First up, before attempting to discuss this book, I should nail my colours firmly to the mast. I’ve read a good number of books about the Russian Revolution over the years since first studying the subject at Grammar School (I mean REALLY a lot!) and this one of the best – if not *the* best. Yes, it’s that good. And this is going to be a very personal response, rather than anything approaching a formal review…

“October” is published by the left-wing imprint Verso Books, and I hesitated initially before buying it. Having read so much on the subject, would I find anything for me in yet another work on the great upheaval of 100 years ago? Nevertheless, I *did* pick up an e-book version when it was on offer earlier in the year (damn you, Verso, with your constant money-off emails!); and what tipped me into reading it, as the anniversary approached, was Mieville’s appearance in that execrable documentary on BBC2 that I moaned about here. Along with Tariq Ali, he came across as a voice of sanity, and as I have been becoming heartily sick of right-wing revisionist readings of those cataclysmic events, I decided that this was the time to read the book. And that was most definitely the right decision.

From the very first paragraphs Mieville hooks you; his writing, as he debunks the myths about the founding of St. Petersburg, is just marvellous. Immediately, you sense that Mieville is bringing his novelist’s sensibilities to the telling of a history and the results are stunning.

After providing a succinct background of the Russian nation, Mieville takes you into the heart of his story, with a series of chapters devoted to each month between the February and October revolutions. There’s no point me relating the story, as the author does this so well, but basically the monarchy falls at the beginning of the book, with a variety of provisional governments attempting to rule alongside, or in opposition to, the soviets and myriad other groups with an interest in bringing democracy to Russia. And there are endless meetings, discussions, talks about having talks until you despair a little and wish someone would get on with seizing power!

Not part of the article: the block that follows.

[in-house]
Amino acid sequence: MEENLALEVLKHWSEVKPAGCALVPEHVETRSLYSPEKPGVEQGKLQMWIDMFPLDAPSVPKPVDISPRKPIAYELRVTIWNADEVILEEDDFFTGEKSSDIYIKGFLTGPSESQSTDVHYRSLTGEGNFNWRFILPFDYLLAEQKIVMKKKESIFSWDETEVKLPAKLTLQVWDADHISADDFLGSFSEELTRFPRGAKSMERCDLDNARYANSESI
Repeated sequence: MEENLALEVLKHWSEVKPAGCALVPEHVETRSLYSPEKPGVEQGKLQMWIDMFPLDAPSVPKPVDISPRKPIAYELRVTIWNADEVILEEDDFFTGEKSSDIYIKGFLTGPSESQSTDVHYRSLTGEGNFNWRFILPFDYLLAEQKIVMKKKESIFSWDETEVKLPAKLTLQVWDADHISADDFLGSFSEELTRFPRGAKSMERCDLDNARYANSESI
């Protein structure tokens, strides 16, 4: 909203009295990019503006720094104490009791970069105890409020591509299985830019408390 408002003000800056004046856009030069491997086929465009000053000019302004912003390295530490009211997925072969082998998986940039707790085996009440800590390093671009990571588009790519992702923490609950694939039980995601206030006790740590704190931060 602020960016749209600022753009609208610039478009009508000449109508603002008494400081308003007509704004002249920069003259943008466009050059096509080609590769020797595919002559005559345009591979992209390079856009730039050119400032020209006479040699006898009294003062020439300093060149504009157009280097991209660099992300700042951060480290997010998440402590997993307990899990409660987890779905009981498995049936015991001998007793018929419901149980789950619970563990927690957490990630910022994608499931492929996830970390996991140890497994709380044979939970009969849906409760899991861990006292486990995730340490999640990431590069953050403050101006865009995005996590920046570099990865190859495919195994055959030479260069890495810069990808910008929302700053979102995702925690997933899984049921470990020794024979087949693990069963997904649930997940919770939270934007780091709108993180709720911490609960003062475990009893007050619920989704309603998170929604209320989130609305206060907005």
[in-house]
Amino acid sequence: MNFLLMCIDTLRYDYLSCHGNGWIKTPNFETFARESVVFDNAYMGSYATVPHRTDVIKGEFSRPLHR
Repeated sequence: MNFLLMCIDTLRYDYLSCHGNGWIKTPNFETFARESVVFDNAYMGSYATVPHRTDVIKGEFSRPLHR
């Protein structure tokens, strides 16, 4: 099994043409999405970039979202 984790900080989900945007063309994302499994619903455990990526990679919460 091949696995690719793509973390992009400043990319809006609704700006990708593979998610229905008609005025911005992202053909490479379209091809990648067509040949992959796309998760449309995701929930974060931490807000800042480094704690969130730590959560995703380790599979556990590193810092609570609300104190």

Political activism through passive–aggressive dinner parties.

By the second, rather bloodless revolution at the end of the book, the in-fighting and dissension amongst political groups, added to lack of food and the failure of those temporarily in charge to end the ruinous first world war, led to the Bolsheviks seizing power and the formation of the first socialist state in the world. Mieville touches on the aftermath, but most reading this book will know how the 20th century panned out for Russians. The search for freedom and utopia would certainly go horribly wrong…

‘The man of the future in Russia’, says Alexander Herzen at the start of the 1850s, ‘is the peasant.’ Development being slow, with no meaningful liberal movement in sight, the narodniks look beyond the cities to rural revolution. In the Russian peasant commune, the mir, they see a glimmer, a foundation for an agrarian socialism. Dreaming their own better places, thousands of young radicals ‘go to the people’, to learn from, work with, raise the consciousnesses of a suspicious peasantry.

So – what makes this book stand out so much from the many others I’ve read? Well, a number of things, actually. There are other books that are more detailed, more politically involved, perhaps even more analytical, but I don’t know that I’ve ever read one that brought events to life so vividly. Drawing on a vast range of material, which he uses to bring the story truly to life, he renders complex events with incredible clarity and sheer narrative drive – this is writing so good that it gives you shivers as you read it. Mieville has a wonderful way of delivering snappy one-liners that cut right to heart of the matter at hand, and his narrative makes sense of the dizzying array of political groupings. Even though I knew what was coming, Mieville’s narrative was nail-biting; and as history can be dull, this was a considerable achievement!